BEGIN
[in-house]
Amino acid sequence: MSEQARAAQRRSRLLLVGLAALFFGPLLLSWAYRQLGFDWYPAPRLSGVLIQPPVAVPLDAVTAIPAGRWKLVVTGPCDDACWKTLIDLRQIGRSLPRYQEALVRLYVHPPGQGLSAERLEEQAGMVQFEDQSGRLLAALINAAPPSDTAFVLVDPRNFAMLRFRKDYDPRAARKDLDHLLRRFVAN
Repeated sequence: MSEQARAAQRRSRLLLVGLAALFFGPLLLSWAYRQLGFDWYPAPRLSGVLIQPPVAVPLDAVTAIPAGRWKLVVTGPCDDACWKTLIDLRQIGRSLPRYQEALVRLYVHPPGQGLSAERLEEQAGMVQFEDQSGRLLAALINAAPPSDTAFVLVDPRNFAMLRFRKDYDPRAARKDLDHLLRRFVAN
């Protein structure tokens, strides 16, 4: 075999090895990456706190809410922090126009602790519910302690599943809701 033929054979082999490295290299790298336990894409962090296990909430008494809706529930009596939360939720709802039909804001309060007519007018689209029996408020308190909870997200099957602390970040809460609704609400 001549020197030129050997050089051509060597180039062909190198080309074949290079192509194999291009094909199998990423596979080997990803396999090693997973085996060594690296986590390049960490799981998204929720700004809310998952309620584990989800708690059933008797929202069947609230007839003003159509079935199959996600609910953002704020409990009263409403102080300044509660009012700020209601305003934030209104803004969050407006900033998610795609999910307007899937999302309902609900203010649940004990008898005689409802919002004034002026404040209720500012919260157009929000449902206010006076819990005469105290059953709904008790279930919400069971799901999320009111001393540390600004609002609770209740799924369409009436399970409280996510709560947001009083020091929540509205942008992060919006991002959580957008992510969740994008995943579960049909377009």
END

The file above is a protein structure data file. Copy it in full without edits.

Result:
[in-house]
Amino acid sequence: MSEQARAAQRRSRLLLVGLAALFFGPLLLSWAYRQLGFDWYPAPRLSGVLIQPPVAVPLDAVTAIPAGRWKLVVTGPCDDACWKTLIDLRQIGRSLPRYQEALVRLYVHPPGQGLSAERLEEQAGMVQFEDQSGRLLAALINAAPPSDTAFVLVDPRNFAMLRFRKDYDPRAARKDLDHLLRRFVAN
Repeated sequence: MSEQARAAQRRSRLLLVGLAALFFGPLLLSWAYRQLGFDWYPAPRLSGVLIQPPVAVPLDAVTAIPAGRWKLVVTGPCDDACWKTLIDLRQIGRSLPRYQEALVRLYVHPPGQGLSAERLEEQAGMVQFEDQSGRLLAALINAAPPSDTAFVLVDPRNFAMLRFRKDYDPRAARKDLDHLLRRFVAN
């Protein structure tokens, strides 16, 4: 075999090895990456706190809410922090126009602790519910302690599943809701 033929054979082999490295290299790298336990894409962090296990909430008494809706529930009596939360939720709802039909804001309060007519007018689209029996408020308190909870997200099957602390970040809460609704609400 001549020197030129050997050089051509060597180039062909190198080309074949290079192509194999291009094909199998990423596979080997990803396999090693997973085996060594690296986590390049960490799981998204929720700004809310998952309620584990989800708690059933008797929202069947609230007839003003159509079935199959996600609910953002704020409990009263409403102080300044509660009012700020209601305003934030209104803004969050407006900033998610795609999910307007899937999302309902609900203010649940004990008898005689409802919002004034002026404040209720500012919260157009929000449902206010006076819990005469105290059953709904008790279930919400069971799901999320009111001393540390600004609002609770209740799924369409009436399970409280996510709560947001009083020091929540509205942008992060919006991002959580957008992510969740994008995943579960049909377009």